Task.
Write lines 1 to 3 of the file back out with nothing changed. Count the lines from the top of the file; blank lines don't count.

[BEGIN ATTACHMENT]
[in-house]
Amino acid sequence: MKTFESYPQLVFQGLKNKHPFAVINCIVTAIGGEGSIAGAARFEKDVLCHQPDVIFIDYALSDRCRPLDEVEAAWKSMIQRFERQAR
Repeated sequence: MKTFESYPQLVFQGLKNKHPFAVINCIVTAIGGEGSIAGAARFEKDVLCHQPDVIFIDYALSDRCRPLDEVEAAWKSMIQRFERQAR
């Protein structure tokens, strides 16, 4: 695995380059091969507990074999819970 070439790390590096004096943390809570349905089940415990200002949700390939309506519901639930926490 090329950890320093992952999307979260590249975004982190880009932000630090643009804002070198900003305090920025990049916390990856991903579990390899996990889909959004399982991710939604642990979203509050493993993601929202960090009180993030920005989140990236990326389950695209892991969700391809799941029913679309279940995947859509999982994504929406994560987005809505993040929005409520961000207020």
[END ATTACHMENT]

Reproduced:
[in-house]
Amino acid sequence: MKTFESYPQLVFQGLKNKHPFAVINCIVTAIGGEGSIAGAARFEKDVLCHQPDVIFIDYALSDRCRPLDEVEAAWKSMIQRFERQAR
Repeated sequence: MKTFESYPQLVFQGLKNKHPFAVINCIVTAIGGEGSIAGAARFEKDVLCHQPDVIFIDYALSDRCRPLDEVEAAWKSMIQRFERQAR